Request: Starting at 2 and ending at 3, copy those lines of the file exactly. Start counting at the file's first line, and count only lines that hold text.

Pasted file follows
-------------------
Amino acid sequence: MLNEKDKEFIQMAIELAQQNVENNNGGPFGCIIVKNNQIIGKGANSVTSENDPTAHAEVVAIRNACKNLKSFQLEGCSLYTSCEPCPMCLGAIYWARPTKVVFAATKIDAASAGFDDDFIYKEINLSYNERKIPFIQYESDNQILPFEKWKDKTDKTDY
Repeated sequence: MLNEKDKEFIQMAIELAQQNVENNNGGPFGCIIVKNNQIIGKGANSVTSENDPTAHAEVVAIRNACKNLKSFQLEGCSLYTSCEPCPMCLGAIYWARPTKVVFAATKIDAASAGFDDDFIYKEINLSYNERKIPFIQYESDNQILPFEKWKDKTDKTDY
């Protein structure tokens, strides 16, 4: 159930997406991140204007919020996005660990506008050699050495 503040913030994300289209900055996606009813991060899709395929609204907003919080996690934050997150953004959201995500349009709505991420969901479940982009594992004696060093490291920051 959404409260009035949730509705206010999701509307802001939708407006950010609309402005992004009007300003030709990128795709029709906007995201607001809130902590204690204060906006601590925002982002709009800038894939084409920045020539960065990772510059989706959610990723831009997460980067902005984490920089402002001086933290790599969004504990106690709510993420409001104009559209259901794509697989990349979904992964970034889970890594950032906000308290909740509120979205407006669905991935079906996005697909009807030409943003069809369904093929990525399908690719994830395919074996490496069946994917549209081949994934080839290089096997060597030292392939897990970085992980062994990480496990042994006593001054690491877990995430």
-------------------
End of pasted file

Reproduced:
Repeated sequence: MLNEKDKEFIQMAIELAQQNVENNNGGPFGCIIVKNNQIIGKGANSVTSENDPTAHAEVVAIRNACKNLKSFQLEGCSLYTSCEPCPMCLGAIYWARPTKVVFAATKIDAASAGFDDDFIYKEINLSYNERKIPFIQYESDNQILPFEKWKDKTDKTDY
């Protein structure tokens, strides 16, 4: 159930997406991140204007919020996005660990506008050699050495 503040913030994300289209900055996606009813991060899709395929609204907003919080996690934050997150953004959201995500349009709505991420969901479940982009594992004696060093490291920051 959404409260009035949730509705206010999701509307802001939708407006950010609309402005992004009007300003030709990128795709029709906007995201607001809130902590204690204060906006601590925002982002709009800038894939084409920045020539960065990772510059989706959610990723831009997460980067902005984490920089402002001086933290790599969004504990106690709510993420409001104009559209259901794509697989990349979904992964970034889970890594950032906000308290909740509120979205407006669905991935079906996005697909009807030409943003069809369904093929990525399908690719994830395919074996490496069946994917549209081949994934080839290089096997060597030292392939897990970085992980062994990480496990042994006593001054690491877990995430």